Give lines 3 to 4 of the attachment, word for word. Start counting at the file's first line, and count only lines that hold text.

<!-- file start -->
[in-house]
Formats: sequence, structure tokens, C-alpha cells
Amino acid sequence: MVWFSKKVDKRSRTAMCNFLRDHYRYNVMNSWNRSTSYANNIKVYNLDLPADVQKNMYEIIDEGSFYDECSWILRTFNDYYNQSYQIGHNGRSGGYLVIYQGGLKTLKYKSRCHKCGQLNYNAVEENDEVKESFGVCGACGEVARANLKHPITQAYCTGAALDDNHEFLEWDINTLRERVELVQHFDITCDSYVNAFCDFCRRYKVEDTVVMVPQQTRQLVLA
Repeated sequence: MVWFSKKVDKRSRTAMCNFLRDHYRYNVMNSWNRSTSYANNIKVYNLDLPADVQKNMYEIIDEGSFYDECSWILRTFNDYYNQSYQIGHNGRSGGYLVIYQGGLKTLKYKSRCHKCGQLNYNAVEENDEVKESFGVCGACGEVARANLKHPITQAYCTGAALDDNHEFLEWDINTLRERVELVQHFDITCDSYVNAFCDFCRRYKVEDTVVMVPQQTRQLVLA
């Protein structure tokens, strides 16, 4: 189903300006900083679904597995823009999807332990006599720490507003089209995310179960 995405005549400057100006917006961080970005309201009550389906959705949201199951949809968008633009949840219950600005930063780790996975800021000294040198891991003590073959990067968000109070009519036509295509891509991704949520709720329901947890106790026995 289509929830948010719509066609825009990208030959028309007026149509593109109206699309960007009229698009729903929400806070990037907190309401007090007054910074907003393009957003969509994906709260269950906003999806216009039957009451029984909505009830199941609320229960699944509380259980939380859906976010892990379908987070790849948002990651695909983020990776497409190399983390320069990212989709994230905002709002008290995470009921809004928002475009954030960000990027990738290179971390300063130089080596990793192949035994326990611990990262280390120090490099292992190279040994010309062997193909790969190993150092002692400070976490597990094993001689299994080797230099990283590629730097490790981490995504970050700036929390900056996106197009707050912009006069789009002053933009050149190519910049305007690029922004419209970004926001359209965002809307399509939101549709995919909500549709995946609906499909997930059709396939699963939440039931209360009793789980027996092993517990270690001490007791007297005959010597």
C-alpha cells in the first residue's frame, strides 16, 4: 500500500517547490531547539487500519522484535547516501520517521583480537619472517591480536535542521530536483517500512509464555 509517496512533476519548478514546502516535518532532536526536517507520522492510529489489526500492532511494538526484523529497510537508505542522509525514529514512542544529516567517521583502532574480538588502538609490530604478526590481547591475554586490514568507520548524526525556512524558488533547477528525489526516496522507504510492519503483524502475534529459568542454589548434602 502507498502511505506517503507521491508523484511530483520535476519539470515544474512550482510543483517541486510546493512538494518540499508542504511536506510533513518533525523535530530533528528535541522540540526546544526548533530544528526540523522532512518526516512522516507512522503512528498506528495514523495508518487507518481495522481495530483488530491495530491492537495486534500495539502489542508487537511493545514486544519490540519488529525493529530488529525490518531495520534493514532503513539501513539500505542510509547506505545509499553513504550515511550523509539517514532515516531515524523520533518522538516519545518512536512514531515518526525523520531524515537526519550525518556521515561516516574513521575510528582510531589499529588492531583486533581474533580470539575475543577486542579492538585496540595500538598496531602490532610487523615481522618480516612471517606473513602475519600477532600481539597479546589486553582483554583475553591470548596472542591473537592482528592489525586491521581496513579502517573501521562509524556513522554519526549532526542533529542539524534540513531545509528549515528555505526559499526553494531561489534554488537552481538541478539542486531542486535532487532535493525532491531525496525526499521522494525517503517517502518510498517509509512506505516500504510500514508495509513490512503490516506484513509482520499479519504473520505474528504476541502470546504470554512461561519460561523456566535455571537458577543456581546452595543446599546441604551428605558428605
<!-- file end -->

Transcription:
Amino acid sequence: MVWFSKKVDKRSRTAMCNFLRDHYRYNVMNSWNRSTSYANNIKVYNLDLPADVQKNMYEIIDEGSFYDECSWILRTFNDYYNQSYQIGHNGRSGGYLVIYQGGLKTLKYKSRCHKCGQLNYNAVEENDEVKESFGVCGACGEVARANLKHPITQAYCTGAALDDNHEFLEWDINTLRERVELVQHFDITCDSYVNAFCDFCRRYKVEDTVVMVPQQTRQLVLA
Repeated sequence: MVWFSKKVDKRSRTAMCNFLRDHYRYNVMNSWNRSTSYANNIKVYNLDLPADVQKNMYEIIDEGSFYDECSWILRTFNDYYNQSYQIGHNGRSGGYLVIYQGGLKTLKYKSRCHKCGQLNYNAVEENDEVKESFGVCGACGEVARANLKHPITQAYCTGAALDDNHEFLEWDINTLRERVELVQHFDITCDSYVNAFCDFCRRYKVEDTVVMVPQQTRQLVLA